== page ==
Executive Summary of Best Practice Tool Kit

Why maritime security matters

  1. Tackling maritime security is one of the major global challenges today. Safeguarding international transport by sea, preventing accidents and disasters, fighting transnational organised crime such as piracy and the trafficking of narcotics and weapons, addressing fishery and other environmental crimes are vital for international security, realising the prospects of the blue economy and protecting ocean health.
  2. Maritime security is a global task. It requires effective maritime security governance at national and regional levels, and external capacity building to assist countries in developing their human, institutional and material capacities.
  3. Mastering maritime security requires reflexive capacity building. This report draws on the Western Indian Ocean experience to demonstrate what reflexivity means in practice and how it can lead to better, more efficient and more effective governance structures and reform projects.
  4. The report presents a toolkit for policy makers and practitioners involved in maritime security. It also provides an essential guide for the planning, programming and implementation of capacity building for maritime security.

Challenges of maritime security

  1. Maritime security is characterised by its complex and cross-cutting nature. It incorporates a wide range of security concerns, including traditional themes of geopolitics and naval competition; ‘new’ challenges such as piracy, smuggling, illegal migration, trafficking and fishery crimes; insecurity, conflict and state fragility in littoral regions and issues related to environmental protection and so-called blue growth.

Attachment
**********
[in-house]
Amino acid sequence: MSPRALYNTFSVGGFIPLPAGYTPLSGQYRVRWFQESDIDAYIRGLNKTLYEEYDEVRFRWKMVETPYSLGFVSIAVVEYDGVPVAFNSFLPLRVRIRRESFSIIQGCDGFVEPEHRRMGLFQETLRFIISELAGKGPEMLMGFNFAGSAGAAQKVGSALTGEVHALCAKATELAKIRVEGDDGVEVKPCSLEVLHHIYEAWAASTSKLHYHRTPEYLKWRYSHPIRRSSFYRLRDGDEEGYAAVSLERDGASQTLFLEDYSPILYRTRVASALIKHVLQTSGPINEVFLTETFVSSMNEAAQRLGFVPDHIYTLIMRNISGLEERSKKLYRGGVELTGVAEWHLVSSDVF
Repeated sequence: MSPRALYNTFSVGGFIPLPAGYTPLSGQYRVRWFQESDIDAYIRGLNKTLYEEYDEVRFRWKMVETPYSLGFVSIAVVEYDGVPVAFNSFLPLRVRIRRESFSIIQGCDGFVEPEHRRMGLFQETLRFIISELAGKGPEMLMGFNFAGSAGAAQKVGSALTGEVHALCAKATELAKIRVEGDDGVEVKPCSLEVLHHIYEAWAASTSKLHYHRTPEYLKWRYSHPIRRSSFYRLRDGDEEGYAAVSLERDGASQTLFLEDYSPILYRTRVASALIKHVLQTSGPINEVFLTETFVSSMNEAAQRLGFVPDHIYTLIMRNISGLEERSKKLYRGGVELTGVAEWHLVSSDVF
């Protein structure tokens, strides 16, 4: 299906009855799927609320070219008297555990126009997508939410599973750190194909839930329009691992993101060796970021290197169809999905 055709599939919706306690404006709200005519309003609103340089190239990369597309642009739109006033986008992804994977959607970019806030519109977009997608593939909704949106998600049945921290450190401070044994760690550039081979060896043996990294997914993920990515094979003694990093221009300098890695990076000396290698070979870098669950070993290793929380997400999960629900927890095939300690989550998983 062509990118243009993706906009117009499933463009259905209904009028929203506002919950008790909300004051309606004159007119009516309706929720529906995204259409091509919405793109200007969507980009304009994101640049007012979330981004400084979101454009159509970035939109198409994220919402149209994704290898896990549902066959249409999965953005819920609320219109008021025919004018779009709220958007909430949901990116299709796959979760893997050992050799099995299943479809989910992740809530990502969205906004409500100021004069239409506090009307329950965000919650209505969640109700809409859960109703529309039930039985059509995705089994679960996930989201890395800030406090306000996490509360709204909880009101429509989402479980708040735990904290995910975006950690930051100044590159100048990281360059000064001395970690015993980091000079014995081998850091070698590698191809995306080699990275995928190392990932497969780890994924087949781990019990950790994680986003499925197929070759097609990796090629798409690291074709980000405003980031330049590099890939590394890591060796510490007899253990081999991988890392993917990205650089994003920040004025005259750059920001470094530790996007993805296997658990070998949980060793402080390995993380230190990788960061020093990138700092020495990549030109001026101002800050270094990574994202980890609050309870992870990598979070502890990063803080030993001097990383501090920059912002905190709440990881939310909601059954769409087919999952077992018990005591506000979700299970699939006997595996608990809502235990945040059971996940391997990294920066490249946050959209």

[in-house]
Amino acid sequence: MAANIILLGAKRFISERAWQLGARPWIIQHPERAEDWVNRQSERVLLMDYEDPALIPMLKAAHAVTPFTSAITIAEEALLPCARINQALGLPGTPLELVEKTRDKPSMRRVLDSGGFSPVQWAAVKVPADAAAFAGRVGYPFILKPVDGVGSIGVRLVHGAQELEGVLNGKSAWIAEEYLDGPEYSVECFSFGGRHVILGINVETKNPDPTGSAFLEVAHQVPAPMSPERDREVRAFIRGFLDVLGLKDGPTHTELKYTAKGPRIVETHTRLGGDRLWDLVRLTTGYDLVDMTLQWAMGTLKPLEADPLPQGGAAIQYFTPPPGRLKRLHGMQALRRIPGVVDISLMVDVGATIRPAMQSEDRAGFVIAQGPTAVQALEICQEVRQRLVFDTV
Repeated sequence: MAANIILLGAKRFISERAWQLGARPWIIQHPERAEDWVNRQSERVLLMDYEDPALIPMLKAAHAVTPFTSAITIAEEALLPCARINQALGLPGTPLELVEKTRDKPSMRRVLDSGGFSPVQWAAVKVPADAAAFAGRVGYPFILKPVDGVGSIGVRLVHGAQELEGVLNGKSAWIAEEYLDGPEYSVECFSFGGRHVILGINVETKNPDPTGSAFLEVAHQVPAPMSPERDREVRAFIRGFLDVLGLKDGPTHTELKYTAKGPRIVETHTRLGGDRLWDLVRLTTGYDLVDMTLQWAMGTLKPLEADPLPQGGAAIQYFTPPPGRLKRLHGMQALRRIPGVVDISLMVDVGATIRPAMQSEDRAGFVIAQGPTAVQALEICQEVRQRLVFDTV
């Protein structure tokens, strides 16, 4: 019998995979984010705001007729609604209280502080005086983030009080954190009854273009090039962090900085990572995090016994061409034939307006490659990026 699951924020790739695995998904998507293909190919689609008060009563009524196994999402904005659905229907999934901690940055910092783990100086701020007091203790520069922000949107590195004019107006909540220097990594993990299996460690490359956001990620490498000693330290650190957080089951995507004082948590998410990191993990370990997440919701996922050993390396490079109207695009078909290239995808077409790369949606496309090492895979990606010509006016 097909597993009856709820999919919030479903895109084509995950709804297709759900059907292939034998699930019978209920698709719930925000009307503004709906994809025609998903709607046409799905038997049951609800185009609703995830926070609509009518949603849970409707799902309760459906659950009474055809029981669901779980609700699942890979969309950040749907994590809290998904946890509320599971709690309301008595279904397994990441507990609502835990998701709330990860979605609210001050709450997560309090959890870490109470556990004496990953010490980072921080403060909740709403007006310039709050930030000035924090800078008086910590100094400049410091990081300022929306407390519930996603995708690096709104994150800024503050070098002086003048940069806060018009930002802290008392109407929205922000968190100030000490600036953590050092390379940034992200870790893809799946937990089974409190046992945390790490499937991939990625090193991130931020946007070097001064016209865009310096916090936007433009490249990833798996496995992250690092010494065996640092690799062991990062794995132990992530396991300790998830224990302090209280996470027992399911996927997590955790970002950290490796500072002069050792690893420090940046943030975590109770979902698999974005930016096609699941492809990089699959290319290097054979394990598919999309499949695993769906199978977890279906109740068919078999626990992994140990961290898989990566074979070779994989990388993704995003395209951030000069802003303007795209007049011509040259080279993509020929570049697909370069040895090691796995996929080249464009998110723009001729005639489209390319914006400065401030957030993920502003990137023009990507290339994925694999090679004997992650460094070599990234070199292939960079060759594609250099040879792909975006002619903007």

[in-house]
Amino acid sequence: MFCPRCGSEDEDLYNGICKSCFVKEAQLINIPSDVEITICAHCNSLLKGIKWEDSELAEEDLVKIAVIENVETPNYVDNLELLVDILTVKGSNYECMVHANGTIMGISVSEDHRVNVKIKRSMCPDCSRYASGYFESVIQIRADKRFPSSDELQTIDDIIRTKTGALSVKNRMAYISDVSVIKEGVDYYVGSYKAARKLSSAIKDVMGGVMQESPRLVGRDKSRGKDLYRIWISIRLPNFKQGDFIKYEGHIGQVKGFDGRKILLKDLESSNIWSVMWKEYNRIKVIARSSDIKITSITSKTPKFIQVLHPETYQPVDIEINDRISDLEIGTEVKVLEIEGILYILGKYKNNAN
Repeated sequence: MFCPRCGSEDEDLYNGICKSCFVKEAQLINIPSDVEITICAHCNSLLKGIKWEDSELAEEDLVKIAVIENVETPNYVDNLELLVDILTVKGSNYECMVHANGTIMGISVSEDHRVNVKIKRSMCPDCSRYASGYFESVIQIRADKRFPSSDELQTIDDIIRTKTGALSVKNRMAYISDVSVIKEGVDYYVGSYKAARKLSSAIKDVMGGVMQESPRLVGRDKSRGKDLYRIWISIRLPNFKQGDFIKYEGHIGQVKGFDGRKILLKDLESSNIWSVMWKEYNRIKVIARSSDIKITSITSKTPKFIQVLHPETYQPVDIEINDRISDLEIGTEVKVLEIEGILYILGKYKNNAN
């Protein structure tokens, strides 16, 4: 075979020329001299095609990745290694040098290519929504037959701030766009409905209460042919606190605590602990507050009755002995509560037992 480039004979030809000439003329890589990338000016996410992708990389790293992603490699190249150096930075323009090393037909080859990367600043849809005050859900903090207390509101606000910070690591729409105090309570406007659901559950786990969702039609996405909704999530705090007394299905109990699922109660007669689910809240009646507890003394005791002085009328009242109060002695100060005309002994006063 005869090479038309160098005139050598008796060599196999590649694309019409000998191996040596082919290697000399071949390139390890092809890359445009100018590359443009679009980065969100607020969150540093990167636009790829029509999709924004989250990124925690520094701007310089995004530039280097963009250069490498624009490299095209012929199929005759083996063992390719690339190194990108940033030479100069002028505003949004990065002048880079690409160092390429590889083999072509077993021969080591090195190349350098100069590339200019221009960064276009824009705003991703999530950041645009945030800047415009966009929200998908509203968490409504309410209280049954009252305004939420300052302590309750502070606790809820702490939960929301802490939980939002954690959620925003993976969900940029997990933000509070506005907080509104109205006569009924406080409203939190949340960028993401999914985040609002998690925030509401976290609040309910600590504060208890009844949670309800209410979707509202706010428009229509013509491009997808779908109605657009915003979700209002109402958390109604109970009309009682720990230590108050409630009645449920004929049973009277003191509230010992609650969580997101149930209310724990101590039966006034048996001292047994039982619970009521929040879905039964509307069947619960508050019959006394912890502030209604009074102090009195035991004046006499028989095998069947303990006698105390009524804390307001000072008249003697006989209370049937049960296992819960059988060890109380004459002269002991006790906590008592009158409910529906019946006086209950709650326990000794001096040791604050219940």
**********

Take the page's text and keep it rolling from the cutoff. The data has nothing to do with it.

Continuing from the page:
2. Maritime security practitioners need to adopt a holistic view of maritime security and understand the interlinkages between problems and the unintended consequences of responses.
  3. Context matters. Maritime security governance and capacity building in a country with a history of maritime engagement, stable government and strong institutions pose different challenges to conflict-afflicted, fragmented, or weak state environments.
  4. Differences militate against universalised and technocratic approaches to maritime capacity building and call for detailed, context-specific prioritisations and needs assessments tailored to a state or region.
  5. Legacies of seablindness can mean that revising maritime security policies and building capacity face uphill struggles when seeking political attention or resources.
  6. Capacity building is best steered and coordinated by receiving countries. External practitioners need to engage domestic actors substantively in programme formulation, planning, implementation and evaluation.
  7. Local ownership in capacity building is a key principle, but its meaning and the responsibilities it implies need to be negotiated through an on-going process of collaboration between domestic and international actors to achieve realistic and context-relevant outcomes.
  8. Maritime capacity building raises issues of ambition, sequencing and coordination. In practice, holistic conceptions of capacity building tend to work best at the level of strategic planning, functioning as an organising framework against which to develop specific, technically discreet activities aimed at specific components of the maritime security sector.
  9. Recognising the multiplicity of actors and projects involved in a given country is the first step towards mastering maritime security. Developing relations and sharing information between all actors involved is the second. Transparency about activities is the pre-condition for coordination. Some duplication and competition is likely to be inevitable.
  10. The reflexive practitioner embraces complexity and recognises that divergent organizational interests, institutional logics and professional perspectives cannot be coordinated away. Instead of hiding such differences, coordination work benefits from making them explicit.